CALS Alumnus Highlight: Trey Warnock
University of Florida College of Agricultural and Life Sciences alumnus Trey Warnock earned his undergraduate degree from the Animal Sciences Department in 2008 and his M.S. from the department in 2010. He is currently working for Amarillo Brokerage Company.
What brought you to CALS and your department? What first sparked your interest in your major?
I was initially not all that interested in going to college. I came to Gainesville to tour the Food and Resource Economics Department and meet the men at the Alpha Gamma Rho house with a friend that was intending on coming to UF. While I was sitting in the halls of McCarty A, Paul Willis approached me and asked some questions about what I was doing. I expressed that I was wildly intrigued by the cattle and beef business. He promptly put me in his car and drove me across campus to the Animal Sciences Department, dropped me off with Dr. Tim Marshall and the rest is history. I toured the Beef Teaching Unit, Beef Research Unit and Meats Lab, needless to say, I was very interested in going to college at that point.
Was there a particular CALS faculty/staff or mentor that was influential in your career path?
Paul Willis played a huge part in my college career in multiple ways. He pushed me to come to UF, he and his sweet wife were our AGR house parents. Paul was a mentor and role model. He was absolutely a dad away from home. Dr. Tim Marshall directed my early college experience. He encouraged me to take on internships and discouraged me from being late to that 7:25 a.m. Intro to Animal Science class! Dr. Todd Thrift was instrumental in teaching me how to learn, how to think critically, how to work through the seemingly impossible course or challenging data set. Dr. Thrift taught me the applied skills and logic I needed to be an asset to the cattle/beef sector of the Ag industry. Dr. Dwain Johnson allowed me to experience aspects of meat science/meat sciences research as an undergraduate and graduate student. Dr. Terry Houser and Dr. Chad Carr led me in meats judging as well as HAACP certification and later application within the UF Meats Lab. There are so many more that were teachers, leaders, coaches and mentors to me — Larry Eubanks, Dr. Sally Johnson, Joel McQuagge, Dr. Matt Hersom and Dr. Joel Yelich to name a few.
What do you find to be the coolest/best part of your job/career?
I have the opportunity to view the cattle and beef business from a very different perspective than most. In some ways, the risk management, trading and hedging aspects of the cattle business are considered a financial service. In other ways it is psychological; it is raw capitalism; and it is fear, greed and uncertainty. The economic effect of decisions made using futures and derivatives is almost the most impactful portion in the entire production cycle. The energy is visceral in some ways and the markets are extremely humbling. Markets are very interesting and trading the markets daily is seldom the same.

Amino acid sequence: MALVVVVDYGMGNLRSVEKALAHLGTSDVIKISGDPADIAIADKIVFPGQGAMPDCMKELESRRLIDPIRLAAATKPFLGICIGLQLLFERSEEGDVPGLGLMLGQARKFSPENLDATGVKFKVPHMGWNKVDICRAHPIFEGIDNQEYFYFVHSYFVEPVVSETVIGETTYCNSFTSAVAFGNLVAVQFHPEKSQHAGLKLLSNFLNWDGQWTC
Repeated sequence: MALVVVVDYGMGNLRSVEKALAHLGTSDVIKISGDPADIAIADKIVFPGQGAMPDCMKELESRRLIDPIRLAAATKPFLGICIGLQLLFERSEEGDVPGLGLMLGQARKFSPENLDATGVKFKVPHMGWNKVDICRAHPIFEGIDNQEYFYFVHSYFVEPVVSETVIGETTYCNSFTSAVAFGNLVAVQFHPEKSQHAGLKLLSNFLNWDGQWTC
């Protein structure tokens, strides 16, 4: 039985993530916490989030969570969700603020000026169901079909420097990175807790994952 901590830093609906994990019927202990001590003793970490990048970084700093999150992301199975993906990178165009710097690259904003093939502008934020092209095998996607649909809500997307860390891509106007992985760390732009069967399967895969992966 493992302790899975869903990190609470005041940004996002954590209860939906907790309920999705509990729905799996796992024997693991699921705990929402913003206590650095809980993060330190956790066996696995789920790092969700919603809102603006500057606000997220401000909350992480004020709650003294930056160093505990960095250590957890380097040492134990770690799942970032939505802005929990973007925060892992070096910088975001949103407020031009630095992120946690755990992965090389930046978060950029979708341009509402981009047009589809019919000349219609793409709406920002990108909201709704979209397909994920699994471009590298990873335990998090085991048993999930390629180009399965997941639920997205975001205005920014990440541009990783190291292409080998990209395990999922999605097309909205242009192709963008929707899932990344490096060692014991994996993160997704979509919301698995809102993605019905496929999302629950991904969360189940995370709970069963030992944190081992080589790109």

What are some exciting projects you have worked on in the course of your career?
I have the opportunity to work alongside some incredible men and women here at Amarillo Brokerage Company. We have had the good fortune to assist small and large operators from coast to coast and border to border, and some even beyond our borders. We have performed/facilitated some really valuable research and market analysis. Some of our work has been not only valuable to our company, but also to the industry and industry participants. Some of the most exciting times are when we help operators of any size navigate a challenging market or setup. At the end of the day, we have a passion and devotion to the cattle business, and it is our pleasure to work alongside the men and women in this agricultural sector.
What advice would you give to students who are interested in the same major/career path as you?
I have a lot to learn, and I am likely not quite polished enough to hand out advice. I would say stay hungry and take advantage of your college experience. Work hard on academics, form relationships, seek out experience and learn from those that have far more experience than you. Don’t ignore social experiences, you will lean on friendships made in college for years. Take this opportunity to grow, slow down, reflect and be thankful that you can be a student at an incredible university.
“I am so proud of the University of Florida, CALS and the Animal Sciences Department. The industry is desperately hungry for young men and women with some experience and a passion for the business. There will be opportunities in production as well as the sectors that service the production phase for years to come. As we see the industry consolidate there might be more opportunity than ever before for young people.” – Trey Warnock
Animal Sciences students prepare for veterinary school; graduate programs in animal research; or careers in biological sciences, beef or dairy production, agribusiness, food production, and the equine industry. The Department offers five undergraduate program options and three graduate degrees. The program strives to create new solutions for tomorrow’s problems. In the areas of teaching, research, and extension, faculty integrate the most modern technologies available with personal expertise and attention to the needs of students and the industry. Find a CALS major that suits your interests by taking our majors quiz. You can also find information regarding our undergraduate and graduate programs on our website. Questions for Trey Warnock about his experiences in the Animal Science Department should be directed to email@example.com.